When faced with these circumstances, industrious leaders tighten their belts and lean in. They get into the minutia, resolve disagreements, make decisions, and performance manage problem individuals. They don't stop until productivity improves. Unfortunately, any gains are difficult to sustain without considerable individual effort, leaving synergy far from grasp.

Another approach is to consider team interventions that inspire better membershipversus require more leadership. Group development research (and probably your own personal experience) has found that new or immature teams require a lot from their leaders to perform. They avoid conflict. They yearn for safety. They demand structure. They want someone in charge to make the decisions. The reverse is true of highly evolved teams. They welcome conflict, have a high tolerance for risk, prefer change over the status quo and are not dependent on the leader for decision-making. It’s clear the difference between immature and mature teams lies mainly in membership behaviors. I find these basic facts are not in debate – the struggle for leaders is getting the change to occur when it does not occur on its own.

I like tackling this paradox with a dash of conflict. Conflict constructs teams. It raises engagement, tests commitment and builds ownership. If you don’t have it, get some. Start with broad questions to the team and probe until you find and resolve disagreements. What is our work? Why do we do it? How should we do it? Then, get specific. Explore past failures to uncover lessons for the future. Discuss looming decisions. Ensure different perspectives are raised. Celebrate bold thinking. Still no conflict, encourage members to challenge proposals, even if they support them. Incite debate.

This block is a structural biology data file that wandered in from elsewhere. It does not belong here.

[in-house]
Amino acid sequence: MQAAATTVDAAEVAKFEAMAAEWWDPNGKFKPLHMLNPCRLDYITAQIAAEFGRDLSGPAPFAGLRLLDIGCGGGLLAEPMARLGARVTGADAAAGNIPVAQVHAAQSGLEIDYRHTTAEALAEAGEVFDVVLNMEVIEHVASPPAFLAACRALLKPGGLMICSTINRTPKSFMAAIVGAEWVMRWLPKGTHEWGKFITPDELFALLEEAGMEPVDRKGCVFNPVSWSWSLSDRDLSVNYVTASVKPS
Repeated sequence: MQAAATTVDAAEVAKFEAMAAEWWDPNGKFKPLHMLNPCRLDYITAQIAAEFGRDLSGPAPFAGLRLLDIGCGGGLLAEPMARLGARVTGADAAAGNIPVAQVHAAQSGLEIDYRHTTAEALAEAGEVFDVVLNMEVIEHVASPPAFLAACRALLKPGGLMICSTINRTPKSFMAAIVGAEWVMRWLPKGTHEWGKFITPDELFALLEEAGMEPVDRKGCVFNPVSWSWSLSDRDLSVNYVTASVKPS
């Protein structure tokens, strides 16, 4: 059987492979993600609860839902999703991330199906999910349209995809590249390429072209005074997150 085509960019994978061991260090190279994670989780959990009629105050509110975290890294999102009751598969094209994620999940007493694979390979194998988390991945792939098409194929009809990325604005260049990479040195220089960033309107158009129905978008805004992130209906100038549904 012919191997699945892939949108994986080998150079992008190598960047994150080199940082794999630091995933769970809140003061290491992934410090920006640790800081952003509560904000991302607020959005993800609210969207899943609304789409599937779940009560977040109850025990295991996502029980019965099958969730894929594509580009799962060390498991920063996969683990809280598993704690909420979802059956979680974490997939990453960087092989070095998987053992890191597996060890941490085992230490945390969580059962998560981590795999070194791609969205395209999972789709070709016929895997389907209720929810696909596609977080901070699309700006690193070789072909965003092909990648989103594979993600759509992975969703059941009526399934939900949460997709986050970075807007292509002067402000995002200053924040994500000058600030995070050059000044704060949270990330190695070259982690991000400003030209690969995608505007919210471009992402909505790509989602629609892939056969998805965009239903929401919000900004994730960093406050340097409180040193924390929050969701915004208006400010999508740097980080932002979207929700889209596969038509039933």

If you’re already suffering from an abundance of conflict, dig in. Don’t feed into the conflict du jour; but, do talk about the conflict. Ask penetrating questions. Why do we fight about the wrong things? Why aren’t our disagreements making us stronger? Should we change the way we raise and resolve issues? How can we encourage debate but keep from spending too much time on it? What can we do differently to be more successful?

Immerse the team in the right questions and resist the urge to provide answers. Your goal is to get results with breakthroughs in membership, not leadership.